YORK, Pa. - Recent police chases throughout the area have ended with damage, and injuries, both to officers and suspects. The costs to public safety can be high and some advocates are pushing to cut down on police pursuits.
Retired Captain Tom Gleason, of the Florida Public Safety Institute, works with PursuitSAFETY, a national nonprofit. He says more and more police departments are giving the decision making on a chase to a supervisor, rather than asking the officer driving to use his or her own discretion.
"Good policy will take the decision and put it into the sergeant's hands because the sergeant can see it a lot more objectively," says Gleason.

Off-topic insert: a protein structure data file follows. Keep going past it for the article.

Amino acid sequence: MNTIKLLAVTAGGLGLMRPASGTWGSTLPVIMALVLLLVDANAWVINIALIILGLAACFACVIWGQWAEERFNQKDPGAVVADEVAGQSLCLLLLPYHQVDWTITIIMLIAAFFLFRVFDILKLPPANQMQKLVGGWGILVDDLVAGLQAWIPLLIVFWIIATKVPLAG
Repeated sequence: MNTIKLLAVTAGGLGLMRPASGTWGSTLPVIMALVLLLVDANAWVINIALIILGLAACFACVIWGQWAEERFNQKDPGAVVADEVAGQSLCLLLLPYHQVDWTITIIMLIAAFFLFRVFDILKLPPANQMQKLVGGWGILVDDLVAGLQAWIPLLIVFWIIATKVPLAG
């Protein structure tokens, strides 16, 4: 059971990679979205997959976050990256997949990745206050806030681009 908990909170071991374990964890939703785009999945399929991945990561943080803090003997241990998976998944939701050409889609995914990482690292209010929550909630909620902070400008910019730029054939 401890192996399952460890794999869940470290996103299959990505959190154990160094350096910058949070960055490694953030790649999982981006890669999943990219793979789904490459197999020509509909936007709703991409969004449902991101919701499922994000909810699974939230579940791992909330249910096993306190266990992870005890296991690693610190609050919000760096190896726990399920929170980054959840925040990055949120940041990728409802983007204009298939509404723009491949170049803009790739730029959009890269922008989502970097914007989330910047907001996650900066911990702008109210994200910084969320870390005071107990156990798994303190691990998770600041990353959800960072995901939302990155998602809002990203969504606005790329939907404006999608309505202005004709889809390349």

He says that helps weigh the risks of a chase with the seriousness of the suspect's alleged crime.
"If you've got somebody, you've apprehended them and it's for a minor violation, then their consequences for that violation don't outweigh the consequences that you have a family pull out in front of you during that time," Gleason says.
FOX43 legal analyst Steven Breit points out in some cases, suspects hurt in a pursuit crash could bring civil litigation against the officer, police department or the municipality.
"If the police officer's actions was willful and wanton, violative of certain written guidelines and procedures, he may have a course of action against the department, the officer, or the municipality that employed him," says Breit.